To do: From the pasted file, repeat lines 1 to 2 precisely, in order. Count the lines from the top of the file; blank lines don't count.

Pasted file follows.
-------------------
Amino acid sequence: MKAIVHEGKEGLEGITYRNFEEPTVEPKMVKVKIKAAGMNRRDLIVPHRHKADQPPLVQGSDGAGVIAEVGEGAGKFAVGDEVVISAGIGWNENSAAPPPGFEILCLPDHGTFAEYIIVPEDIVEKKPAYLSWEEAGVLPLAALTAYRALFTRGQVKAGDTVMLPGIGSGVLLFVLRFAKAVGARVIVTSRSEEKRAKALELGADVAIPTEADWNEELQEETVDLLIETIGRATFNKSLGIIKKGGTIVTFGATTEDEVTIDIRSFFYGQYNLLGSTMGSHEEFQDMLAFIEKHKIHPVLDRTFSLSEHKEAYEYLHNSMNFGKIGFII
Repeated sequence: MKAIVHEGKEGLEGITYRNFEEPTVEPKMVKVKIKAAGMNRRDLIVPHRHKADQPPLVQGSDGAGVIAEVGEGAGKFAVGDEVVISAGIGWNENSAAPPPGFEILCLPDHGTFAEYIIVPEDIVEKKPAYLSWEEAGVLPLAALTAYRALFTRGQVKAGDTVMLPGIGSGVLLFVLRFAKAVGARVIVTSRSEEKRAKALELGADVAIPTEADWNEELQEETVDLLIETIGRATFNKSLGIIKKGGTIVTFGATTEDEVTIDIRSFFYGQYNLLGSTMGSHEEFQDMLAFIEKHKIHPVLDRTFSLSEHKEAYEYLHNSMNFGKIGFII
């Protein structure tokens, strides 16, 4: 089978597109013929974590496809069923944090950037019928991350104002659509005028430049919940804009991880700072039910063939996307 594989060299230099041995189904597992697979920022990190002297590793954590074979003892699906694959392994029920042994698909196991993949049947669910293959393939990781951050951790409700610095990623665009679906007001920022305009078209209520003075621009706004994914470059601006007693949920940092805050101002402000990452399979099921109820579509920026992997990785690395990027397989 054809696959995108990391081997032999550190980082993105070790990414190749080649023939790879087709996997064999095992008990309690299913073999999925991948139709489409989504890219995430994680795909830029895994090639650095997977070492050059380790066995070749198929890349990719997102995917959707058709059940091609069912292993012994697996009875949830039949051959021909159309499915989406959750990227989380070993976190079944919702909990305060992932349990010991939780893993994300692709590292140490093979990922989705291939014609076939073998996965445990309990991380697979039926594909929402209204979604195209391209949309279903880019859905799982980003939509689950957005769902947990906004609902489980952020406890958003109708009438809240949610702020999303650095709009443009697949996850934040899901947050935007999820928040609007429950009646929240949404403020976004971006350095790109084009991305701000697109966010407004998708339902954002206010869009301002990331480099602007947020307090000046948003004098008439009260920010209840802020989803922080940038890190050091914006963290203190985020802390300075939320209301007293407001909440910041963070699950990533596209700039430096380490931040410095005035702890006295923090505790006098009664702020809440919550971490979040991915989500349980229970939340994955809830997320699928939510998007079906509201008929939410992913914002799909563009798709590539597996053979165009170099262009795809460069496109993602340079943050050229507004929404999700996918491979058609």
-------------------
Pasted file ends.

Amino acid sequence: MKAIVHEGKEGLEGITYRNFEEPTVEPKMVKVKIKAAGMNRRDLIVPHRHKADQPPLVQGSDGAGVIAEVGEGAGKFAVGDEVVISAGIGWNENSAAPPPGFEILCLPDHGTFAEYIIVPEDIVEKKPAYLSWEEAGVLPLAALTAYRALFTRGQVKAGDTVMLPGIGSGVLLFVLRFAKAVGARVIVTSRSEEKRAKALELGADVAIPTEADWNEELQEETVDLLIETIGRATFNKSLGIIKKGGTIVTFGATTEDEVTIDIRSFFYGQYNLLGSTMGSHEEFQDMLAFIEKHKIHPVLDRTFSLSEHKEAYEYLHNSMNFGKIGFII
Repeated sequence: MKAIVHEGKEGLEGITYRNFEEPTVEPKMVKVKIKAAGMNRRDLIVPHRHKADQPPLVQGSDGAGVIAEVGEGAGKFAVGDEVVISAGIGWNENSAAPPPGFEILCLPDHGTFAEYIIVPEDIVEKKPAYLSWEEAGVLPLAALTAYRALFTRGQVKAGDTVMLPGIGSGVLLFVLRFAKAVGARVIVTSRSEEKRAKALELGADVAIPTEADWNEELQEETVDLLIETIGRATFNKSLGIIKKGGTIVTFGATTEDEVTIDIRSFFYGQYNLLGSTMGSHEEFQDMLAFIEKHKIHPVLDRTFSLSEHKEAYEYLHNSMNFGKIGFII